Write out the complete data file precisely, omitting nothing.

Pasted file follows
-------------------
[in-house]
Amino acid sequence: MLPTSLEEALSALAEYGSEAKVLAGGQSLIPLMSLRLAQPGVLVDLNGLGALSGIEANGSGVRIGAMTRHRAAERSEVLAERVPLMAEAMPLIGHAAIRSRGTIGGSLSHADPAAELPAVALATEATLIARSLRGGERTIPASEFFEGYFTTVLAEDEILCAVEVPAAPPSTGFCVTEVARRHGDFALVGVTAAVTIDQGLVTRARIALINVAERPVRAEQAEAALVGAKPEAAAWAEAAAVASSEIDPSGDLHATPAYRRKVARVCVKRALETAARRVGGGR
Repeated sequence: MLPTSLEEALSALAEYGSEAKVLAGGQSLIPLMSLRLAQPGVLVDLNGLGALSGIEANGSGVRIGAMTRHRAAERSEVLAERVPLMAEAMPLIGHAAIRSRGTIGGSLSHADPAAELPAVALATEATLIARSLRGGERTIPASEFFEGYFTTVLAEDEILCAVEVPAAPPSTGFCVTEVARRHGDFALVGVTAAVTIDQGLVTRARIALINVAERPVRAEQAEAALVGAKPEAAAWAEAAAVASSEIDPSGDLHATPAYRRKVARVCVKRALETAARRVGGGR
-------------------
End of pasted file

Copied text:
[in-house]
Amino acid sequence: MLPTSLEEALSALAEYGSEAKVLAGGQSLIPLMSLRLAQPGVLVDLNGLGALSGIEANGSGVRIGAMTRHRAAERSEVLAERVPLMAEAMPLIGHAAIRSRGTIGGSLSHADPAAELPAVALATEATLIARSLRGGERTIPASEFFEGYFTTVLAEDEILCAVEVPAAPPSTGFCVTEVARRHGDFALVGVTAAVTIDQGLVTRARIALINVAERPVRAEQAEAALVGAKPEAAAWAEAAAVASSEIDPSGDLHATPAYRRKVARVCVKRALETAARRVGGGR
Repeated sequence: MLPTSLEEALSALAEYGSEAKVLAGGQSLIPLMSLRLAQPGVLVDLNGLGALSGIEANGSGVRIGAMTRHRAAERSEVLAERVPLMAEAMPLIGHAAIRSRGTIGGSLSHADPAAELPAVALATEATLIARSLRGGERTIPASEFFEGYFTTVLAEDEILCAVEVPAAPPSTGFCVTEVARRHGDFALVGVTAAVTIDQGLVTRARIALINVAERPVRAEQAEAALVGAKPEAAAWAEAAAVASSEIDPSGDLHATPAYRRKVARVCVKRALETAARRVGGGR